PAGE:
OpenMUL recently topped the phase 1 field trial of BGP Peering Router for ICT Solution provider SIFY. We delivered 60% better results than our nearest competitor ONOS which is backed by biggest names in the industry. Classic David vs Goliath story. Download a copy of the test report here
Three of the biggest names in Metro Ethernet – WebNMS, Omnitron & Veryx will be showcasing their end-to-end orchestrated platform integrated with OpenMUL SDN controller in this year’s MEF-GEN15 showcase – The premier event for Metro-Ethernet. The showcase event highlights new services & technology innovation from top 14 applicants.
The showcase will focus on the following :
– Elastic service creation and delivery
– Automated service turn-up testing & active performance monitoring
– Dynamic bandwidth on-demand
– OpenMUL based software abstraction of network control plane and data forwarding plane
– Cloud-based self-service Customer SLA port
A high-five to WebNMS, Omnitron & Veryx from OpenMUL team.
There have been many recent debates about centralized control planes vs central control. Our team has been working on abstracting stock Linux managed centralized control plane abstracted on Openflow for sometime and hence this topic is that much more interesting to us.
As Ivan rightly pointed out, implementing data-plane functionality like LLDP, ARP, BFD or STP on top of controller is not so practical. In this post, I would analyze each of these protocols and what makes it easy/hard for such implementations:
Traditionally, LLDP is implemented in Data-plane and normally contains the info about MAC/PHY information, port/system names of neigbours and so on. This information is stored in Data-base and queried using SNMP or other management protocols to discover topology. There were no evident scalability issues. SDN controllers started using LLDP with Openflow packet-in/packet-out exchanges to find out topology and hence calculate routes between nodes. Why can’t such a scheme scale ? For a standard switch with 48-ports, we would need to process 48 LLDP packets per sec (if interval is 1s per LLDP packet). So for a very sizeable 100 switch topology we would have 4800 packets per second. Is that really a big deal for modern multi-threaded controller software running of top-end Intel boxes ? Our experience says “NO”. In our lab, the root-cause of scalability was that almost all available Openflow switches won’t process slow-path packet-in/outs well while doing TCAM flow modification, stats update etc. And this lets all hell break lose at controller’s side.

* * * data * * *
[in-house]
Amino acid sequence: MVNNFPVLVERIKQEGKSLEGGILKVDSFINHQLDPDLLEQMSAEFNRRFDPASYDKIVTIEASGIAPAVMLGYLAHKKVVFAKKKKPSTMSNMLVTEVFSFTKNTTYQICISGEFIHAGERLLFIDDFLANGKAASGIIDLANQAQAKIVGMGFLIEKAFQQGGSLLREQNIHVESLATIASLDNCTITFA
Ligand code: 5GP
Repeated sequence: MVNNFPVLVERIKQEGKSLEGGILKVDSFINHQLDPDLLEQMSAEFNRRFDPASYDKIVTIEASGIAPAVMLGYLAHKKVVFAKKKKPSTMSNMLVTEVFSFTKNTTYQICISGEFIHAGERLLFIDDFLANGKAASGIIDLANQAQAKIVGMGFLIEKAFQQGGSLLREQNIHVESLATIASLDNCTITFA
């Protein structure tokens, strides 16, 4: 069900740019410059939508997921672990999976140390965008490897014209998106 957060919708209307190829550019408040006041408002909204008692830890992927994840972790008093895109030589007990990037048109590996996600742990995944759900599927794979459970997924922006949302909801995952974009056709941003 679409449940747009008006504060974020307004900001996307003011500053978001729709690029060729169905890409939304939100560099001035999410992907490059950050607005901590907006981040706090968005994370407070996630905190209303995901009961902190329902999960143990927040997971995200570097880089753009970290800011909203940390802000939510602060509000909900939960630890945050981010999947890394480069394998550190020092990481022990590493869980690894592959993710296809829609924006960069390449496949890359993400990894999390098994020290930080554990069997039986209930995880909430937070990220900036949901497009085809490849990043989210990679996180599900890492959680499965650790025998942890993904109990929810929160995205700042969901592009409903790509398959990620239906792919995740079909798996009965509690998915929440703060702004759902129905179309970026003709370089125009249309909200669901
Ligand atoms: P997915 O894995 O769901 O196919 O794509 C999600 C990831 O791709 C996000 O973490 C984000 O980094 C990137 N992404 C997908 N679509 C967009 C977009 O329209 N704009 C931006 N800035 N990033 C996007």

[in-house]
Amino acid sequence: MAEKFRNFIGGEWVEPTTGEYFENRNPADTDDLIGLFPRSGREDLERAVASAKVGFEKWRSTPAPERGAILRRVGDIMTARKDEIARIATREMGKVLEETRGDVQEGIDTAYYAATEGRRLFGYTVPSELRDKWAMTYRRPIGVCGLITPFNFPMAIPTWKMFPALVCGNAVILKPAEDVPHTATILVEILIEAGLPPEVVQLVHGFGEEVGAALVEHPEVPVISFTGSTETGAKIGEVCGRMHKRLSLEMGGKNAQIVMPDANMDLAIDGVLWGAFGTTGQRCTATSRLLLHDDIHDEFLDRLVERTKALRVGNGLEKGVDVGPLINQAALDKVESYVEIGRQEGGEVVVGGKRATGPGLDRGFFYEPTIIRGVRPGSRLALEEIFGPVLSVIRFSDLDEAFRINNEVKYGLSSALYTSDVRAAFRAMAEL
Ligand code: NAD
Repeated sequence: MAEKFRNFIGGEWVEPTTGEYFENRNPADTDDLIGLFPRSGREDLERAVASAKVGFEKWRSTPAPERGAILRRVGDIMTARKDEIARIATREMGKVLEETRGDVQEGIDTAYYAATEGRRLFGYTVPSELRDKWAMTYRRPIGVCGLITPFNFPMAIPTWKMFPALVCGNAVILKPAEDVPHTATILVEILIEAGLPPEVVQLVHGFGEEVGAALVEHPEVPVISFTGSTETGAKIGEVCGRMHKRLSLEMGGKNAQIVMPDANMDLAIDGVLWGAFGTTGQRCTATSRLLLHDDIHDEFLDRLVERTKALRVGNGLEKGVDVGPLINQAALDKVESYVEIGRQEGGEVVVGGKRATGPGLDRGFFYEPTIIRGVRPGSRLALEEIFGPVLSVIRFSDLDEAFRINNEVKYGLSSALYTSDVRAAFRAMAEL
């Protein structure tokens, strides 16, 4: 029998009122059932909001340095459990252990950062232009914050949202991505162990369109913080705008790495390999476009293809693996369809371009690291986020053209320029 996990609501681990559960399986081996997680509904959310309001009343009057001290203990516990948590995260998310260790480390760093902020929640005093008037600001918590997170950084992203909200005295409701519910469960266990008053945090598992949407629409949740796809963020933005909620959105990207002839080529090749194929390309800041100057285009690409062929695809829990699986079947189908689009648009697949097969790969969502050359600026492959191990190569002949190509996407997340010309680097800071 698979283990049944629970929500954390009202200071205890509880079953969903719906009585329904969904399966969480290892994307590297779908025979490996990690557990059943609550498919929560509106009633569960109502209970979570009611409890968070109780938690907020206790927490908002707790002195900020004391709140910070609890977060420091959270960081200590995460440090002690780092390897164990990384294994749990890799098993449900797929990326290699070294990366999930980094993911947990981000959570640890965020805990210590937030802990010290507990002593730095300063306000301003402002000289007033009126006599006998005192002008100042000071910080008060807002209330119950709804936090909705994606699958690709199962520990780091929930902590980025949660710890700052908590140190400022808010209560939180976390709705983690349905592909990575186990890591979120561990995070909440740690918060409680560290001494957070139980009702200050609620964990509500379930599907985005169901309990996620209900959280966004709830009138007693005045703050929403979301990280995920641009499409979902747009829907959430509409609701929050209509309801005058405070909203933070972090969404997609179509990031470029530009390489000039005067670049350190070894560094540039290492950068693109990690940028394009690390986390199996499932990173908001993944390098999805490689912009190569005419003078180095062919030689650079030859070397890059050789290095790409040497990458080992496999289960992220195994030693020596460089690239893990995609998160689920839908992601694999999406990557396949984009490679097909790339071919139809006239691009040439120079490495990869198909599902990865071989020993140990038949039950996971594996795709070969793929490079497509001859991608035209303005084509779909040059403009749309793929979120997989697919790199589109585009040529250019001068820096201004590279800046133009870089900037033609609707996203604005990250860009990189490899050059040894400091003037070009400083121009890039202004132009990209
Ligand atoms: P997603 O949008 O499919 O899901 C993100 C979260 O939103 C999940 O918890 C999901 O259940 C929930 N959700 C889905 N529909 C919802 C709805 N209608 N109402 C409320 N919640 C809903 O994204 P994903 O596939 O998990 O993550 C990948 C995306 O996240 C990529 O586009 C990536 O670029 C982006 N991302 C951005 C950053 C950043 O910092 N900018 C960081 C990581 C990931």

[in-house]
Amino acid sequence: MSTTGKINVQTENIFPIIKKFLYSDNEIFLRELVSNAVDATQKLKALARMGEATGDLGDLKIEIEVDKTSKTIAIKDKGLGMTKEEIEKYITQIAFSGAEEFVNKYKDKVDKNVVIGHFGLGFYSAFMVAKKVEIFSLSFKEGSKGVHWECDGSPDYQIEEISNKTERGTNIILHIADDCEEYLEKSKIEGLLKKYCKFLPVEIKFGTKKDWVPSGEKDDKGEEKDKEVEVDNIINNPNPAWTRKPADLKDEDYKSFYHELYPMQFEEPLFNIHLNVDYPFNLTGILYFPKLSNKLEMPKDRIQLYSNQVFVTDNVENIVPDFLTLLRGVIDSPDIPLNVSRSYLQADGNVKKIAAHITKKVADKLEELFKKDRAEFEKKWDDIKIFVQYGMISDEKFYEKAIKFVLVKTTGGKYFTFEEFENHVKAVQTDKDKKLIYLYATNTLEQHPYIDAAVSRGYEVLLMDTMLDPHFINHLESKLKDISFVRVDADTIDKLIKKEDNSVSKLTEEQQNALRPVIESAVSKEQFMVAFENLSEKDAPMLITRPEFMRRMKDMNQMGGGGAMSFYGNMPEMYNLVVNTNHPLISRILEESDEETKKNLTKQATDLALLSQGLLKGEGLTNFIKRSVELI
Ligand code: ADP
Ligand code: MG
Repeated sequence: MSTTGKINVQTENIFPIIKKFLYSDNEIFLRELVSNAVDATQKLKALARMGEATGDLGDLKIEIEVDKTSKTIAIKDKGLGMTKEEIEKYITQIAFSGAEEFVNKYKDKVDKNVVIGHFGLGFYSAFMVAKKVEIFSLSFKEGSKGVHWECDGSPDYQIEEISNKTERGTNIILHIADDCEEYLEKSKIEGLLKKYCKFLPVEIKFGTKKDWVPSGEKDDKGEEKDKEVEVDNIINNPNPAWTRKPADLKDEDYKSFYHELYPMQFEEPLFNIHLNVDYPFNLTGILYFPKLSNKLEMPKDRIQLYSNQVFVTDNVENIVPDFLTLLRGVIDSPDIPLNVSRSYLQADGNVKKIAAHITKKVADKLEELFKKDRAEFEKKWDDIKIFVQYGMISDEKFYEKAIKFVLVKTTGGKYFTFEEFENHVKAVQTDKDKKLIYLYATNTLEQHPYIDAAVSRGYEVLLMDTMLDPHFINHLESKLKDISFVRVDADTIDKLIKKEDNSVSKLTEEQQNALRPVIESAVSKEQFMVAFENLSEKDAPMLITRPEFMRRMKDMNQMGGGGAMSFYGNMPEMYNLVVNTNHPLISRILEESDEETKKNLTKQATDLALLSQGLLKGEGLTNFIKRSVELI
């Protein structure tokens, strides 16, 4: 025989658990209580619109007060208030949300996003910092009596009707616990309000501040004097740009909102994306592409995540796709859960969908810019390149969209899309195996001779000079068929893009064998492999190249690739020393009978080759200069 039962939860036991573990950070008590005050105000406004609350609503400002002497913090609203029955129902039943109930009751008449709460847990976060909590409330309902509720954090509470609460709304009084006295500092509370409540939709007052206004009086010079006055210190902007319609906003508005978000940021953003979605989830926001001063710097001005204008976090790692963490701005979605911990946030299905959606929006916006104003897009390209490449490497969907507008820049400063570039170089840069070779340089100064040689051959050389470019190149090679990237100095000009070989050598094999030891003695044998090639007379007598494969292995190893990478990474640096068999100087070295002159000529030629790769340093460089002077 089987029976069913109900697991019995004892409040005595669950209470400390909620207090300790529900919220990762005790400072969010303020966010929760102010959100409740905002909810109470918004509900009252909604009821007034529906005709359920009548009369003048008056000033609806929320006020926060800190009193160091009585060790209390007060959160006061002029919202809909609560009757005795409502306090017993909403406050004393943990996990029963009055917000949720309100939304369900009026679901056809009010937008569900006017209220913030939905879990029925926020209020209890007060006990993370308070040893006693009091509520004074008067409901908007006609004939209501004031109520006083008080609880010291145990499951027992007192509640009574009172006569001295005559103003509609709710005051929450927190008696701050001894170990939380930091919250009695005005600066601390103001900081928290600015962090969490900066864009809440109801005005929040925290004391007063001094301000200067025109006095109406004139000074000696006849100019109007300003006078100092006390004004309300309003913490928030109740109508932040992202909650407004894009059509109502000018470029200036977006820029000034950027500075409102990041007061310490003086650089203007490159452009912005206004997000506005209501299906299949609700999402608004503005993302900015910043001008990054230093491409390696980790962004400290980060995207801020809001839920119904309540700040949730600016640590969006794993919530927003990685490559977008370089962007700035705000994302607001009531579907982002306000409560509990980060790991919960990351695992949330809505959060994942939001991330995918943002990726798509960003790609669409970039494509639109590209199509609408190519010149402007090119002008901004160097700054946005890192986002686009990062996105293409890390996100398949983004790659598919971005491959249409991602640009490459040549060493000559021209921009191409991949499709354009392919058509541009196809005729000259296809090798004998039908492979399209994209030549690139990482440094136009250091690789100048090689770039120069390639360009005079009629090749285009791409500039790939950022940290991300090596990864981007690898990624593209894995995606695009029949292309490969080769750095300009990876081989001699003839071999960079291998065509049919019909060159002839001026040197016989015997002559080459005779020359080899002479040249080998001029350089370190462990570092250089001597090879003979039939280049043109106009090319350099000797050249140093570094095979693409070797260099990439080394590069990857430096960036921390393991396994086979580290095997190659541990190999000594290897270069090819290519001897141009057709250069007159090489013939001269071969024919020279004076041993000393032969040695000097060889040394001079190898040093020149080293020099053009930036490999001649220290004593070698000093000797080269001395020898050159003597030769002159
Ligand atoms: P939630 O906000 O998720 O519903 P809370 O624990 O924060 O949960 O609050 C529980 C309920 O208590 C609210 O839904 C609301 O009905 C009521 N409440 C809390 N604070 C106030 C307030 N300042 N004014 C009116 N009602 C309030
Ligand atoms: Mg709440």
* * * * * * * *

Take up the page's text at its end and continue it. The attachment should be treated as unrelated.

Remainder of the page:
Winding back, controllers started using LLDP at the first place because there was no standard Openflow way to plumb LLDP topology information from the switches. But even with that, switch software will need to handle slow path messages as well as TCAM updates and what not in an efficient manner.
Bottom line – Well designed switch software along with Openflow spec modification would really solve this issue once and for all.
ARP is a tricky area and difficult to label as a DP only entity. Think what would happen if we ask the already over-burdened OF switches to do distributed ARP for implementing centralized VLANs spanning multi-switches. Not going to happen soon. AFAIK, ARP has been implemented as control-plane as well data-plane entity by different vendors. But it always requires close co-ordination between the two.
So, what exactly is the scalability concern of having ARP on a central controller ? For a conservative estimate of around 8k next-hops we would need to handle few thousand ARP request/responses per ARP timeout (which is normally ~ 60s range). This again is not a problem in itself.
So, what happens when switch (temporarily) stops sending ARP packet-in/outs due to issues mentioned in 1 ? Again no big problem, if you have segregated L3 and next-hop flows in separate flow-tables such that ARP changes only reflect in the next-hop table and there is no touching L3 (routes) flow table.